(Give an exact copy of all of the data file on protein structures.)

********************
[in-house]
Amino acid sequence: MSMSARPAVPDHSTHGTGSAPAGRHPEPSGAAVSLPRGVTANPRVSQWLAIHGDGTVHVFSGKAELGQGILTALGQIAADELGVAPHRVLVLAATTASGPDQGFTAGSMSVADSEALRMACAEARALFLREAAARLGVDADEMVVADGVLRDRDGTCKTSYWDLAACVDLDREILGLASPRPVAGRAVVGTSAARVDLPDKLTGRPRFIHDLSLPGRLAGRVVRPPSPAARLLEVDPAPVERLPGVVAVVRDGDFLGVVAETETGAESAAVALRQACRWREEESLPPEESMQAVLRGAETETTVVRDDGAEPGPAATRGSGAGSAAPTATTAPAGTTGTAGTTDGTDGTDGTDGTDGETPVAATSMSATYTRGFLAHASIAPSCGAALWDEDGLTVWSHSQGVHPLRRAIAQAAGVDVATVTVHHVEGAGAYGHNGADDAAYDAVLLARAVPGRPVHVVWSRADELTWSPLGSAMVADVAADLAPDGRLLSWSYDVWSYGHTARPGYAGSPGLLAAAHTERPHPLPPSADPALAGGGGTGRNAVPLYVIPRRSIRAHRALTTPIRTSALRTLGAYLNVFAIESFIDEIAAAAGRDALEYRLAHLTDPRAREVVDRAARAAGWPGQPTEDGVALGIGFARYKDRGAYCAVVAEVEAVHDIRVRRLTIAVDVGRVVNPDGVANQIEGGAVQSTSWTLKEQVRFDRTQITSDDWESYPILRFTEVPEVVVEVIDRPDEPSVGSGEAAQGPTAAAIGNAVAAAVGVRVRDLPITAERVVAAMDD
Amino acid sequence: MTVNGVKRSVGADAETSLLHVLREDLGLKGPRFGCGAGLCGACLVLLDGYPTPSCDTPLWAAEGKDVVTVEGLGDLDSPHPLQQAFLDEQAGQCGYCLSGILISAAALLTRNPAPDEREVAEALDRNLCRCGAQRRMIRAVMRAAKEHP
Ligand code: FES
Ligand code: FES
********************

[in-house]
Amino acid sequence: MSMSARPAVPDHSTHGTGSAPAGRHPEPSGAAVSLPRGVTANPRVSQWLAIHGDGTVHVFSGKAELGQGILTALGQIAADELGVAPHRVLVLAATTASGPDQGFTAGSMSVADSEALRMACAEARALFLREAAARLGVDADEMVVADGVLRDRDGTCKTSYWDLAACVDLDREILGLASPRPVAGRAVVGTSAARVDLPDKLTGRPRFIHDLSLPGRLAGRVVRPPSPAARLLEVDPAPVERLPGVVAVVRDGDFLGVVAETETGAESAAVALRQACRWREEESLPPEESMQAVLRGAETETTVVRDDGAEPGPAATRGSGAGSAAPTATTAPAGTTGTAGTTDGTDGTDGTDGTDGETPVAATSMSATYTRGFLAHASIAPSCGAALWDEDGLTVWSHSQGVHPLRRAIAQAAGVDVATVTVHHVEGAGAYGHNGADDAAYDAVLLARAVPGRPVHVVWSRADELTWSPLGSAMVADVAADLAPDGRLLSWSYDVWSYGHTARPGYAGSPGLLAAAHTERPHPLPPSADPALAGGGGTGRNAVPLYVIPRRSIRAHRALTTPIRTSALRTLGAYLNVFAIESFIDEIAAAAGRDALEYRLAHLTDPRAREVVDRAARAAGWPGQPTEDGVALGIGFARYKDRGAYCAVVAEVEAVHDIRVRRLTIAVDVGRVVNPDGVANQIEGGAVQSTSWTLKEQVRFDRTQITSDDWESYPILRFTEVPEVVVEVIDRPDEPSVGSGEAAQGPTAAAIGNAVAAAVGVRVRDLPITAERVVAAMDD
Amino acid sequence: MTVNGVKRSVGADAETSLLHVLREDLGLKGPRFGCGAGLCGACLVLLDGYPTPSCDTPLWAAEGKDVVTVEGLGDLDSPHPLQQAFLDEQAGQCGYCLSGILISAAALLTRNPAPDEREVAEALDRNLCRCGAQRRMIRAVMRAAKEHP
Ligand code: FES
Ligand code: FES